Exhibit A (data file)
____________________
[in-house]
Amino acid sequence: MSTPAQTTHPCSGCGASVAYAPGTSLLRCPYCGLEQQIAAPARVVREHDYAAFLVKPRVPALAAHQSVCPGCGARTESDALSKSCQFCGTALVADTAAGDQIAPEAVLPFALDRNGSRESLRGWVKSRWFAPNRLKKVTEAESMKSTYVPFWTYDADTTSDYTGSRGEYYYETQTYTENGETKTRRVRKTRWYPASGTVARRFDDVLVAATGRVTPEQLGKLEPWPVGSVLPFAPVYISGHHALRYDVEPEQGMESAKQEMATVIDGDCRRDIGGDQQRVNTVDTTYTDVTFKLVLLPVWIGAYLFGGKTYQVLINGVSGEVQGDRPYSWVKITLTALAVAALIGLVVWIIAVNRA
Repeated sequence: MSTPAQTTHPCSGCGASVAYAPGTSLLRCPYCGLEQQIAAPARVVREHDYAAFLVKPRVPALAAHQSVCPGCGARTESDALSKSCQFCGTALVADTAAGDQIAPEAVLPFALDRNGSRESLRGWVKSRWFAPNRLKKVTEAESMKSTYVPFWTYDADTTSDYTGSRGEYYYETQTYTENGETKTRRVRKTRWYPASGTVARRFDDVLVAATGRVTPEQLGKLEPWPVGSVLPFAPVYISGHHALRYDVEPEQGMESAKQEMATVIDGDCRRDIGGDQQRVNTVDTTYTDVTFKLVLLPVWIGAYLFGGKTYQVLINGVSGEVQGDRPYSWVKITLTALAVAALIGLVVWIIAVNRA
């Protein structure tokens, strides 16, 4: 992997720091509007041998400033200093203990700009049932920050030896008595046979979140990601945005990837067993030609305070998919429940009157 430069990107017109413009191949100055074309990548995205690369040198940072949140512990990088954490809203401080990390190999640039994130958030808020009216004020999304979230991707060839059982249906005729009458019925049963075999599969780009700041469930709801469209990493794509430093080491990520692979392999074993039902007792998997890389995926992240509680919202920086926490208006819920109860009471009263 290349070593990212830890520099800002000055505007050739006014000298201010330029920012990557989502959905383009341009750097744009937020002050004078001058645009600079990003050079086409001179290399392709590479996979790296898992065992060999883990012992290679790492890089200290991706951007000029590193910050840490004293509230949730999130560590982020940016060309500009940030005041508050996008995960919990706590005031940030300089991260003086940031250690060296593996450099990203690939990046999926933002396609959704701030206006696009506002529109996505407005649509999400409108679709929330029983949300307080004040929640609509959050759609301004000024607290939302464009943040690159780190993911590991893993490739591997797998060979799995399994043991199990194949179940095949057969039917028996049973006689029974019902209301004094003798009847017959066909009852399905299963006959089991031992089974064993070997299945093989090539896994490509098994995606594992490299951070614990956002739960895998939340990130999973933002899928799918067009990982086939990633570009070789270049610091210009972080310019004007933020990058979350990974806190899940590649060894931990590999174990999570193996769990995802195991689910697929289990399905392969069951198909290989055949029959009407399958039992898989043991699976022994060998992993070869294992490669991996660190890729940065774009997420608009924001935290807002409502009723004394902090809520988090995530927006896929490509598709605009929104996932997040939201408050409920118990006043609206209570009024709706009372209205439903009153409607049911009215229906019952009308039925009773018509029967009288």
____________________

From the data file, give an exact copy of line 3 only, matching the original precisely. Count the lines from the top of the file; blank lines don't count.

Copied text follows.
Repeated sequence: MSTPAQTTHPCSGCGASVAYAPGTSLLRCPYCGLEQQIAAPARVVREHDYAAFLVKPRVPALAAHQSVCPGCGARTESDALSKSCQFCGTALVADTAAGDQIAPEAVLPFALDRNGSRESLRGWVKSRWFAPNRLKKVTEAESMKSTYVPFWTYDADTTSDYTGSRGEYYYETQTYTENGETKTRRVRKTRWYPASGTVARRFDDVLVAATGRVTPEQLGKLEPWPVGSVLPFAPVYISGHHALRYDVEPEQGMESAKQEMATVIDGDCRRDIGGDQQRVNTVDTTYTDVTFKLVLLPVWIGAYLFGGKTYQVLINGVSGEVQGDRPYSWVKITLTALAVAALIGLVVWIIAVNRA